Other than this logical planning I sometimes do to keep the song tightly structured (but not formulaic,) I firmly believe the music writes itself. My best work is the stuff that happens with the least thought, or even by accident. If I'm really lucky I can get through 3 or 4 riffs/ideas at a time and skip the whole thinking process, and they'll just flow naturally from the subconscious. At some point my inspiration will run out, but by then hopefully I have some stuff to go off of, and reuse in different ways throughout the song later. I try to get the most out of each idea, using it in different contexts to make the song more cohesive.

    A common problem is that I'll find myself in key/tempo/time signature X and I need to get back to totally unrelated Y at some point for structure purposes - this is when logic and theory skills are handy. Generally, the subconscious deals with the main ideas, and then I have to consciously think about how to connect them and keep it from being a mess.

    I write the whole song this way for guitar and drums, hand-in-hand, and add in any important keyboard parts along the way. Once that's done, I go back through and write bass parts that counterpoint the rest as much as possible, without making it cluttered or distracting from important parts. Last thing is the vocal melodies/rhythms - most of my friends do vocals first, idk - sometimes it's hard to fit them in there, depending on how dense the song has become, but it's always worked out in the end so far. Oftentimes there's only one combination of notes that sounds right! This is more of a logic thing than a natural process for me - my inspiration tends to be instrumental. I'll admit I'm not a hook oriented songwriter. I'm happy with the results I get though.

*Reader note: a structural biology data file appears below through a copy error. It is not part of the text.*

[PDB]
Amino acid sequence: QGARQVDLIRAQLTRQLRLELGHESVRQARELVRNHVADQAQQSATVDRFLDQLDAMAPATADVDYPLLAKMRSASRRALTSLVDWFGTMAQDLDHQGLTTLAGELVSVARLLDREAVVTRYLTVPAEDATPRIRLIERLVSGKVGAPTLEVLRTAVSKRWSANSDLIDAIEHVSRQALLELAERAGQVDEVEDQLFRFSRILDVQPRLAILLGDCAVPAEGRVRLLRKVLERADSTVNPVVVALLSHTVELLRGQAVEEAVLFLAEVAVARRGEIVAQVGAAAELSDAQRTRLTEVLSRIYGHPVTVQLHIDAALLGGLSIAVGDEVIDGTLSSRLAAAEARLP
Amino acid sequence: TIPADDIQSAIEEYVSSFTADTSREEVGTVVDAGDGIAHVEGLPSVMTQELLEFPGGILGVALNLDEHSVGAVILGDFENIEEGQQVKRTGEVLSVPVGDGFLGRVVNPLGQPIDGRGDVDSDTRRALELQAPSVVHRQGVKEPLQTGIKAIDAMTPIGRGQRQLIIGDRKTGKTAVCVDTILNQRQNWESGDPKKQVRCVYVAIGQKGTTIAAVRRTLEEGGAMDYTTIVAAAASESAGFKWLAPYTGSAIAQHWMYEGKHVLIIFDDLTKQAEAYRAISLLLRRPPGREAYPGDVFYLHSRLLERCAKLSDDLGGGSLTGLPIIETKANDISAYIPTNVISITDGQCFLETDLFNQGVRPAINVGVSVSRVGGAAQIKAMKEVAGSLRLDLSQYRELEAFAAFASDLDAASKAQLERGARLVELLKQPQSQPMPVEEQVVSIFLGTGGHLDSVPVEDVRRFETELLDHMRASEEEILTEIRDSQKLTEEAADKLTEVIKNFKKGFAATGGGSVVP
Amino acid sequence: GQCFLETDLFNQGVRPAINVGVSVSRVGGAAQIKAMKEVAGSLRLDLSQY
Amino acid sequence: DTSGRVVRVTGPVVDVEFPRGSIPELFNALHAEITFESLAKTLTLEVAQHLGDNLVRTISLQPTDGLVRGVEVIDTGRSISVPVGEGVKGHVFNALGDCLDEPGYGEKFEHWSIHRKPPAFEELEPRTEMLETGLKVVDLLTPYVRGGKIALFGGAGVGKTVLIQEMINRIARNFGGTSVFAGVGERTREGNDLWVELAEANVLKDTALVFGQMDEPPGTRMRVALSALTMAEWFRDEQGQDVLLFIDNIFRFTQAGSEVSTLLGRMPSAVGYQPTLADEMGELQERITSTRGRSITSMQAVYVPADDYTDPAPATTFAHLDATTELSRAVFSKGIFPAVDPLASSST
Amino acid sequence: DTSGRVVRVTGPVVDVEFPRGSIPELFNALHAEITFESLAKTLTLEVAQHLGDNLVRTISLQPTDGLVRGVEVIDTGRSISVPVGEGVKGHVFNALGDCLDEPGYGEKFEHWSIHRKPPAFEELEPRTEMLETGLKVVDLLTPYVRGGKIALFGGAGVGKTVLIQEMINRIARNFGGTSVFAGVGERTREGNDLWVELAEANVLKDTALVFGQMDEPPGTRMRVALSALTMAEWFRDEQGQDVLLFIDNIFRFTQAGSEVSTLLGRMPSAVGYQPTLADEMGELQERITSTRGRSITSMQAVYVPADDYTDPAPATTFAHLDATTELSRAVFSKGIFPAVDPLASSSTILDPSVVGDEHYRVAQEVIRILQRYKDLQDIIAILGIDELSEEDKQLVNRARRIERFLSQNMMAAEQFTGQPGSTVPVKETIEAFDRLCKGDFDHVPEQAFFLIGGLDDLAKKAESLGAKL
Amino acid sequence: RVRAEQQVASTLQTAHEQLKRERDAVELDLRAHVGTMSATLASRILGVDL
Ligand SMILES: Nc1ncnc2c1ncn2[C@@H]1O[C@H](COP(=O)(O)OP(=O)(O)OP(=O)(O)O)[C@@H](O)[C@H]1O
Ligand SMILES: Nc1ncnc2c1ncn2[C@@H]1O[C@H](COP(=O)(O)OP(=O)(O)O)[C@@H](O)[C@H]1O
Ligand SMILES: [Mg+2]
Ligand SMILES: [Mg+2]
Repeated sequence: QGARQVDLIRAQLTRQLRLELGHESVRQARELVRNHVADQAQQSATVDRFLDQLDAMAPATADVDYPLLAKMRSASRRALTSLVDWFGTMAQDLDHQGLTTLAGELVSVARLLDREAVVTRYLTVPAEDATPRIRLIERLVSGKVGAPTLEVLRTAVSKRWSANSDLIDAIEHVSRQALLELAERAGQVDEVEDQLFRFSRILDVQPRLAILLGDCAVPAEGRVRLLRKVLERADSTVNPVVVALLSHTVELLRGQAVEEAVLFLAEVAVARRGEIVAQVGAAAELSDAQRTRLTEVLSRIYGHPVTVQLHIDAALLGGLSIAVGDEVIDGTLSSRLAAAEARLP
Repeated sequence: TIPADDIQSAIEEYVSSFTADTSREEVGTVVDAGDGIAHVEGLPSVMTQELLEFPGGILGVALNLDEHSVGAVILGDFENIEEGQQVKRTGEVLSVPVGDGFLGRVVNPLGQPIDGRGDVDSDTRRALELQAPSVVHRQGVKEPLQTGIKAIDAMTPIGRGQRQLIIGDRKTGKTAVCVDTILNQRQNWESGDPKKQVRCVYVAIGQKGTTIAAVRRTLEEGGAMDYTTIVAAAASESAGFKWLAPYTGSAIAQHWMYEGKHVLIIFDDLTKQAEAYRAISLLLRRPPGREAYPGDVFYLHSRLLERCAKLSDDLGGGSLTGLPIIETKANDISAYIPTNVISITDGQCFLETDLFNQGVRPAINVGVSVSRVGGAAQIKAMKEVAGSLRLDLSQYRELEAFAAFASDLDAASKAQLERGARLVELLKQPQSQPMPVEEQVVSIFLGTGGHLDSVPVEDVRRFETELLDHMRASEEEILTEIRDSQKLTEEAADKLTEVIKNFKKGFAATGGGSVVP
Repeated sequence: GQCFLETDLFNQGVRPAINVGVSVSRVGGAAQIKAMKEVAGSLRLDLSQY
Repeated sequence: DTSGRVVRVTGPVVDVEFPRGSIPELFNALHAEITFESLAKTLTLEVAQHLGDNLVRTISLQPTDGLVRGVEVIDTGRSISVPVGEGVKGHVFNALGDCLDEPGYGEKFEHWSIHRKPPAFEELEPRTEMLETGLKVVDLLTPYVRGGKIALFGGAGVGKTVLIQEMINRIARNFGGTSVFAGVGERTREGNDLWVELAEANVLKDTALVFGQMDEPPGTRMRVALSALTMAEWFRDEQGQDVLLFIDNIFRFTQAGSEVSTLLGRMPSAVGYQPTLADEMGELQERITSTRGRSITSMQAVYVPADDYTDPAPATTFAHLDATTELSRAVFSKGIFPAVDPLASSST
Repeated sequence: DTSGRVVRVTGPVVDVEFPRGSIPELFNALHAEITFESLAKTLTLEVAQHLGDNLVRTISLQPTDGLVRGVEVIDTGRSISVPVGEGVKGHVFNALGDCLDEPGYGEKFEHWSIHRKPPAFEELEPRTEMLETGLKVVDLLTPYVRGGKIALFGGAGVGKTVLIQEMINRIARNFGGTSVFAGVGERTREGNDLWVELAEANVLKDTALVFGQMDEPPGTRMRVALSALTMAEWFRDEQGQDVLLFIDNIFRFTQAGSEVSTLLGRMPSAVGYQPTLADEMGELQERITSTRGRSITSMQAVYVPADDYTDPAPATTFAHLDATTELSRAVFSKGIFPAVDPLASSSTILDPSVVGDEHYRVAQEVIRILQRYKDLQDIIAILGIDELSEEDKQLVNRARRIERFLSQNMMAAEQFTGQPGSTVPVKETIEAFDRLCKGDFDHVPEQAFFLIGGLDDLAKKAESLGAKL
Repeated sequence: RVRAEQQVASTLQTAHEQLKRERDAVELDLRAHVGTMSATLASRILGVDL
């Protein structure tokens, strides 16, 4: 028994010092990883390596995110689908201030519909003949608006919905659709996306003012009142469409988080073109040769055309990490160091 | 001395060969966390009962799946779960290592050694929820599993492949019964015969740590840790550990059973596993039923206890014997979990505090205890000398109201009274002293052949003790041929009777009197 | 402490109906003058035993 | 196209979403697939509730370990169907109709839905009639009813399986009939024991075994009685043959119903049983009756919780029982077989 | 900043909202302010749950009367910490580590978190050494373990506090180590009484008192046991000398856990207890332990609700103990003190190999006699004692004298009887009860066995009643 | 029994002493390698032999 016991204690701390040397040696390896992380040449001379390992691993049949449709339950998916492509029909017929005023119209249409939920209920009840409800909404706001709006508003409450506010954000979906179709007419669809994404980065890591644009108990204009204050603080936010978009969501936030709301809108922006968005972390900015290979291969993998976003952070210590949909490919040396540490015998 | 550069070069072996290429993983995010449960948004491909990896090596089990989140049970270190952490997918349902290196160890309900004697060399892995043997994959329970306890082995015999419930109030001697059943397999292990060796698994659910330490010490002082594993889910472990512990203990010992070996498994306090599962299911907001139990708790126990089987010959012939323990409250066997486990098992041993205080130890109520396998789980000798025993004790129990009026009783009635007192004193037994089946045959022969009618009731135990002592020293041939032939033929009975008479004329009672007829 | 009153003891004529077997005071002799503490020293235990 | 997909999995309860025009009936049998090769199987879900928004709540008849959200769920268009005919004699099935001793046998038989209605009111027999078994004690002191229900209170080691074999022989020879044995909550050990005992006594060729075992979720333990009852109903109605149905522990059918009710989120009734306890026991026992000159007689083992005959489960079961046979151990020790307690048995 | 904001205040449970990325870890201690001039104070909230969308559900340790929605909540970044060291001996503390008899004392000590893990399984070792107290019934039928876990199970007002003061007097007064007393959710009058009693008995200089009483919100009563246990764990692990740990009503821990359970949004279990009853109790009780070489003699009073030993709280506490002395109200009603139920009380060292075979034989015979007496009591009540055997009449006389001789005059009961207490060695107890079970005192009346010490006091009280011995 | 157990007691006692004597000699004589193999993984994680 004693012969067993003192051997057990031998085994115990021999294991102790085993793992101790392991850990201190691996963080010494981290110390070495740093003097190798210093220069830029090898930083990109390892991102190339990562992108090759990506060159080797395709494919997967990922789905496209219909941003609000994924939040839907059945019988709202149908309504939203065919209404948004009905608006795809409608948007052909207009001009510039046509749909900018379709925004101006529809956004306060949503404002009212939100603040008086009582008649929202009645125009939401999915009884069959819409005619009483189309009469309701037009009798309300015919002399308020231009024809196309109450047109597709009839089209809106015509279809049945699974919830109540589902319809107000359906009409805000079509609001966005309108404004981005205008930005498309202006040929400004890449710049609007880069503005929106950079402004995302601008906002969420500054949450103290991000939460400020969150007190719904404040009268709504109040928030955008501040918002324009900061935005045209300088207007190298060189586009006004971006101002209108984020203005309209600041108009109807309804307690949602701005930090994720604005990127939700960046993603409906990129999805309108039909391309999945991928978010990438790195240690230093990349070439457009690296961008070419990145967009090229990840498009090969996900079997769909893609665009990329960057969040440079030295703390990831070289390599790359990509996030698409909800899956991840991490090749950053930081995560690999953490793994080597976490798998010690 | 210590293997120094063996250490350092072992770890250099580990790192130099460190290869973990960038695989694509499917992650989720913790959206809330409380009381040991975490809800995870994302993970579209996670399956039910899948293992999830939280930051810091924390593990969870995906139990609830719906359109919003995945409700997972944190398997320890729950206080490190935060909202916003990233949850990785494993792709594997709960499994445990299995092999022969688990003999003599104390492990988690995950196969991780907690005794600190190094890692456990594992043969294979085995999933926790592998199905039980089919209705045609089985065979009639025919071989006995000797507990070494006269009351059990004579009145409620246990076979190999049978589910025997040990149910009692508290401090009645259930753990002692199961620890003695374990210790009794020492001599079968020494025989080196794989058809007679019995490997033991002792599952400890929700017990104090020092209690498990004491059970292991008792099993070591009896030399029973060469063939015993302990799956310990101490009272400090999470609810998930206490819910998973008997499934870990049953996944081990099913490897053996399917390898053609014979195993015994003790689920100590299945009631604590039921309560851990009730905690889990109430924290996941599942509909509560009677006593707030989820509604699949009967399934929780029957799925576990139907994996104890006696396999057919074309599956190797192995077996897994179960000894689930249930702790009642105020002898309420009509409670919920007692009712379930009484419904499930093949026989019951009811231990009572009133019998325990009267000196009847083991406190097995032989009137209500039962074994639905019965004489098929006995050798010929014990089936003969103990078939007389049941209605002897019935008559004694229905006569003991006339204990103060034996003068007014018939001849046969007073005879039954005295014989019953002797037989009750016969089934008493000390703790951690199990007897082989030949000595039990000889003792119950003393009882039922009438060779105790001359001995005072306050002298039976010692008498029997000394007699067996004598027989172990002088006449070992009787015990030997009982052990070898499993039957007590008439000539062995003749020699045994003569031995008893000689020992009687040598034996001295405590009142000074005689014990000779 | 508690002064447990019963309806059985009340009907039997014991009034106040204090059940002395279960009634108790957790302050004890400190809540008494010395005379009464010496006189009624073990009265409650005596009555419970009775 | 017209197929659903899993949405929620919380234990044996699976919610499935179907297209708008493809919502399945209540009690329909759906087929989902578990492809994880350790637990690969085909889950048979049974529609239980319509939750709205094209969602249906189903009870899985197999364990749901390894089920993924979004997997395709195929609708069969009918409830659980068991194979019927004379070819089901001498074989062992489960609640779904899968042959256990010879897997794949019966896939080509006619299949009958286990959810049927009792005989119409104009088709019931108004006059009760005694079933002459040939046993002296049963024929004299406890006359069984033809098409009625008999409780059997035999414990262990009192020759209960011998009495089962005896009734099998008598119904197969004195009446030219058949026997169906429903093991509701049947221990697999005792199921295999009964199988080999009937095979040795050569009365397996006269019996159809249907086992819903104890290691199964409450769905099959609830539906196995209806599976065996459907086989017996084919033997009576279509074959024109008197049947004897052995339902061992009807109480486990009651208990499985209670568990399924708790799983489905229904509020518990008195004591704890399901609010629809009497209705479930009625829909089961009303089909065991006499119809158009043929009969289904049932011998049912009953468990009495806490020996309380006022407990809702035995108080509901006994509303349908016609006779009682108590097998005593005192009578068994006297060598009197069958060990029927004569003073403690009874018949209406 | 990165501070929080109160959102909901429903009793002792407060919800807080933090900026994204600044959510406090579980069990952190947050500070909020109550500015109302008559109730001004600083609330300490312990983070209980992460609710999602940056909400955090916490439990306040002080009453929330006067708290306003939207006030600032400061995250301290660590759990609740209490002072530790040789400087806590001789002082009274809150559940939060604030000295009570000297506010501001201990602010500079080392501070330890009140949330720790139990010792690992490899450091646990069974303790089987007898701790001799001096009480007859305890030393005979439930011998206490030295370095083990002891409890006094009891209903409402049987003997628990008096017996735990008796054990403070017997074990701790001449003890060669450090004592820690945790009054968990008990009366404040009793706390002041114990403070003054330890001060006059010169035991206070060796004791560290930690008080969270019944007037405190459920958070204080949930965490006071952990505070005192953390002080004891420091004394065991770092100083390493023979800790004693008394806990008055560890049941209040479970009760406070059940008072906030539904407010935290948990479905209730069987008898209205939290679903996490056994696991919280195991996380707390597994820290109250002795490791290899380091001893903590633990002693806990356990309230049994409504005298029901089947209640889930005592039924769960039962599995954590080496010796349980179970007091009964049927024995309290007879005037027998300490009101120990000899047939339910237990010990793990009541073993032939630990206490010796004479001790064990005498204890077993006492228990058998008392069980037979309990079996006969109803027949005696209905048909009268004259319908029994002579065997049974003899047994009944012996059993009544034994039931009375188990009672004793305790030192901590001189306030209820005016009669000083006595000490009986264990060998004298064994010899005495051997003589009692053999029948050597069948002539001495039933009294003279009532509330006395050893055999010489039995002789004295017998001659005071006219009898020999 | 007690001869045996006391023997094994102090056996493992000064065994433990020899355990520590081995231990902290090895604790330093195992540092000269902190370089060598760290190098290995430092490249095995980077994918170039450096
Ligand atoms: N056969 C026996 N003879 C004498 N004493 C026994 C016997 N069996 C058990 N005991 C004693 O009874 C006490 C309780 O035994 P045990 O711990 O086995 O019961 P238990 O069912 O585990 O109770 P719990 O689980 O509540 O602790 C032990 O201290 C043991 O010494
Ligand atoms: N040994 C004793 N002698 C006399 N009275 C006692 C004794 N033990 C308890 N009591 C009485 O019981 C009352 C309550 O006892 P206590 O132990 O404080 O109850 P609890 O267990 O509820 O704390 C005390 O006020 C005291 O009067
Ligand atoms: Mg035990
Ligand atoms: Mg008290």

14. Emdprodukt

    Emdprodukt Member of Dude Castle 69

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    I do everything because I'm a Band-Hitler.
     
  15. Nebulous

    Nebulous Daniel

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    Lol, I use to do the whole band hitler thing, albeit without having a band to perform it with. Didn't work out well for me and it doesn't leave any surprises for you if you're the one who started writing the song.
     
  16. Torniojaws

    Torniojaws They call me Juha

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    I record a big bunch of riffs (10-15), then I add some basic drums that fit, then I test out various lead guitar lines and synthesizers/samples. When I'm happy with each part, I record the bass parts, trying to make them interesting, and then I start to combine the parts into a song. When I feel the structure works well, I finish up the drums and add some extra fills etc. Then later I write the lyrics and record demo vocals.